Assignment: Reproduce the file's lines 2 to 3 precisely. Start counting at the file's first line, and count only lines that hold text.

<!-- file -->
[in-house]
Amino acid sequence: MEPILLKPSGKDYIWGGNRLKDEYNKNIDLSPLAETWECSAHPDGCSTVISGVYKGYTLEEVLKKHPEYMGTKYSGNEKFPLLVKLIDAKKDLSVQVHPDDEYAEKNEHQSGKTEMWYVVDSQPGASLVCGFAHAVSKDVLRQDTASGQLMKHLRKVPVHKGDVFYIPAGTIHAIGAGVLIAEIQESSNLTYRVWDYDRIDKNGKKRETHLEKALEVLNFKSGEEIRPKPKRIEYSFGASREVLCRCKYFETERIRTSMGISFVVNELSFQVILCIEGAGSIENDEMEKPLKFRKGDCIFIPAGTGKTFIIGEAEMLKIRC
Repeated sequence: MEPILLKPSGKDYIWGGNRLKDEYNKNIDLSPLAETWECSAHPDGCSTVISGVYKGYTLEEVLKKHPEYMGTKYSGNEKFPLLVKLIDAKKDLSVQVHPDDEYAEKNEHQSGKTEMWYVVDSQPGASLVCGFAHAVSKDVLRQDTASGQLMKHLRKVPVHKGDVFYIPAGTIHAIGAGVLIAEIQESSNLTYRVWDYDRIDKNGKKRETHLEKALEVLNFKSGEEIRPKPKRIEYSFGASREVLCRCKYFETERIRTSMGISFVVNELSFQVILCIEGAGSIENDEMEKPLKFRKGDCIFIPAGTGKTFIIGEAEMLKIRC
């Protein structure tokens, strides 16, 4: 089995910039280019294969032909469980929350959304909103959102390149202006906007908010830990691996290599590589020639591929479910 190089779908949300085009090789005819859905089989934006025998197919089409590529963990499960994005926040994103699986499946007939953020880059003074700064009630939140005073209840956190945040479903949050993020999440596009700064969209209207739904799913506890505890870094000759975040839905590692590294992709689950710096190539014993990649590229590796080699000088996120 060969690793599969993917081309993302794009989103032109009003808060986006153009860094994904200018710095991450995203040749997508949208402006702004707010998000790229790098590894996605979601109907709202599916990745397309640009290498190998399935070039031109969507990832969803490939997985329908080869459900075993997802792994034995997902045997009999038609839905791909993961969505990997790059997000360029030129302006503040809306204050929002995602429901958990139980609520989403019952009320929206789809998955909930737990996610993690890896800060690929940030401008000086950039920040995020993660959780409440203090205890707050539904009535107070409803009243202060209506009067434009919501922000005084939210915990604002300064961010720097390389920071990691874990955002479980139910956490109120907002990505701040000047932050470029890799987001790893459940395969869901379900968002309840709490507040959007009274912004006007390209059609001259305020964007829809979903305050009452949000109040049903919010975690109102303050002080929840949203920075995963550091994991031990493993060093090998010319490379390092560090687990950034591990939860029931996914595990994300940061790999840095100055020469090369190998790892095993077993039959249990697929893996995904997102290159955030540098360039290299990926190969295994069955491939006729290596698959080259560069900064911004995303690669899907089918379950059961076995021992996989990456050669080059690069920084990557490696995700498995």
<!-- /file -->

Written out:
Amino acid sequence: MEPILLKPSGKDYIWGGNRLKDEYNKNIDLSPLAETWECSAHPDGCSTVISGVYKGYTLEEVLKKHPEYMGTKYSGNEKFPLLVKLIDAKKDLSVQVHPDDEYAEKNEHQSGKTEMWYVVDSQPGASLVCGFAHAVSKDVLRQDTASGQLMKHLRKVPVHKGDVFYIPAGTIHAIGAGVLIAEIQESSNLTYRVWDYDRIDKNGKKRETHLEKALEVLNFKSGEEIRPKPKRIEYSFGASREVLCRCKYFETERIRTSMGISFVVNELSFQVILCIEGAGSIENDEMEKPLKFRKGDCIFIPAGTGKTFIIGEAEMLKIRC
Repeated sequence: MEPILLKPSGKDYIWGGNRLKDEYNKNIDLSPLAETWECSAHPDGCSTVISGVYKGYTLEEVLKKHPEYMGTKYSGNEKFPLLVKLIDAKKDLSVQVHPDDEYAEKNEHQSGKTEMWYVVDSQPGASLVCGFAHAVSKDVLRQDTASGQLMKHLRKVPVHKGDVFYIPAGTIHAIGAGVLIAEIQESSNLTYRVWDYDRIDKNGKKRETHLEKALEVLNFKSGEEIRPKPKRIEYSFGASREVLCRCKYFETERIRTSMGISFVVNELSFQVILCIEGAGSIENDEMEKPLKFRKGDCIFIPAGTGKTFIIGEAEMLKIRC